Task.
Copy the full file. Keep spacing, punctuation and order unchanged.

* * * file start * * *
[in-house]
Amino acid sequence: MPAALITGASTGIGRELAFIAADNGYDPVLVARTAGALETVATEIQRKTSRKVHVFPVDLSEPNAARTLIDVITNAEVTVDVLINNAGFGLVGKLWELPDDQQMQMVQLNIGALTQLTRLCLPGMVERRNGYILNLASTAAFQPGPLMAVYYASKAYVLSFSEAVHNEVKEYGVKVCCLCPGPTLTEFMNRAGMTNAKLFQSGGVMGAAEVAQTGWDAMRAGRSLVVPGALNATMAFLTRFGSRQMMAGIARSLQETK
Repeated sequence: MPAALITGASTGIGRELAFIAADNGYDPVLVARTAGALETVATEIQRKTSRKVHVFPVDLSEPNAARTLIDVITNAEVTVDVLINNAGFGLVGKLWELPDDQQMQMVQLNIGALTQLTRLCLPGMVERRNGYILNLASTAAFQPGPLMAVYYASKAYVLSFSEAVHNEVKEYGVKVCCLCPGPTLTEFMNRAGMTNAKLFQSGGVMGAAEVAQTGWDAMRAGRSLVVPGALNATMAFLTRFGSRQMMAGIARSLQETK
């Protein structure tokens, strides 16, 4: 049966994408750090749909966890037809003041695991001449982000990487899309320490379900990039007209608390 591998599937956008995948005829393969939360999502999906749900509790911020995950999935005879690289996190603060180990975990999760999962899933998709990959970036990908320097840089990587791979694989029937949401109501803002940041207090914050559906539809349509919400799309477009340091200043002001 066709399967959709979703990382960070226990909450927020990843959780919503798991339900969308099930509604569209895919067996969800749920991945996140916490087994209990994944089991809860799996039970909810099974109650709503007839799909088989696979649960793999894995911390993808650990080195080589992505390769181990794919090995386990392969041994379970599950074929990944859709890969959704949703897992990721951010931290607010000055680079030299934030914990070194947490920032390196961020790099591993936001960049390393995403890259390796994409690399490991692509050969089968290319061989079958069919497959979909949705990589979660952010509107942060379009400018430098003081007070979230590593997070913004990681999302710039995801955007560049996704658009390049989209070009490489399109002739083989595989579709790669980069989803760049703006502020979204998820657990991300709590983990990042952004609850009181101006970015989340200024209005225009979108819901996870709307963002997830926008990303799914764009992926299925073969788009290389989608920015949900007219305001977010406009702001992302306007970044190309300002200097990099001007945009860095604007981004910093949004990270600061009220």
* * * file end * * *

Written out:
[in-house]
Amino acid sequence: MPAALITGASTGIGRELAFIAADNGYDPVLVARTAGALETVATEIQRKTSRKVHVFPVDLSEPNAARTLIDVITNAEVTVDVLINNAGFGLVGKLWELPDDQQMQMVQLNIGALTQLTRLCLPGMVERRNGYILNLASTAAFQPGPLMAVYYASKAYVLSFSEAVHNEVKEYGVKVCCLCPGPTLTEFMNRAGMTNAKLFQSGGVMGAAEVAQTGWDAMRAGRSLVVPGALNATMAFLTRFGSRQMMAGIARSLQETK
Repeated sequence: MPAALITGASTGIGRELAFIAADNGYDPVLVARTAGALETVATEIQRKTSRKVHVFPVDLSEPNAARTLIDVITNAEVTVDVLINNAGFGLVGKLWELPDDQQMQMVQLNIGALTQLTRLCLPGMVERRNGYILNLASTAAFQPGPLMAVYYASKAYVLSFSEAVHNEVKEYGVKVCCLCPGPTLTEFMNRAGMTNAKLFQSGGVMGAAEVAQTGWDAMRAGRSLVVPGALNATMAFLTRFGSRQMMAGIARSLQETK
């Protein structure tokens, strides 16, 4: 049966994408750090749909966890037809003041695991001449982000990487899309320490379900990039007209608390 591998599937956008995948005829393969939360999502999906749900509790911020995950999935005879690289996190603060180990975990999760999962899933998709990959970036990908320097840089990587791979694989029937949401109501803002940041207090914050559906539809349509919400799309477009340091200043002001 066709399967959709979703990382960070226990909450927020990843959780919503798991339900969308099930509604569209895919067996969800749920991945996140916490087994209990994944089991809860799996039970909810099974109650709503007839799909088989696979649960793999894995911390993808650990080195080589992505390769181990794919090995386990392969041994379970599950074929990944859709890969959704949703897992990721951010931290607010000055680079030299934030914990070194947490920032390196961020790099591993936001960049390393995403890259390796994409690399490991692509050969089968290319061989079958069919497959979909949705990589979660952010509107942060379009400018430098003081007070979230590593997070913004990681999302710039995801955007560049996704658009390049989209070009490489399109002739083989595989579709790669980069989803760049703006502020979204998820657990991300709590983990990042952004609850009181101006970015989340200024209005225009979108819901996870709307963002997830926008990303799914764009992926299925073969788009290389989608920015949900007219305001977010406009702001992302306007970044190309300002200097990099001007945009860095604007981004910093949004990270600061009220």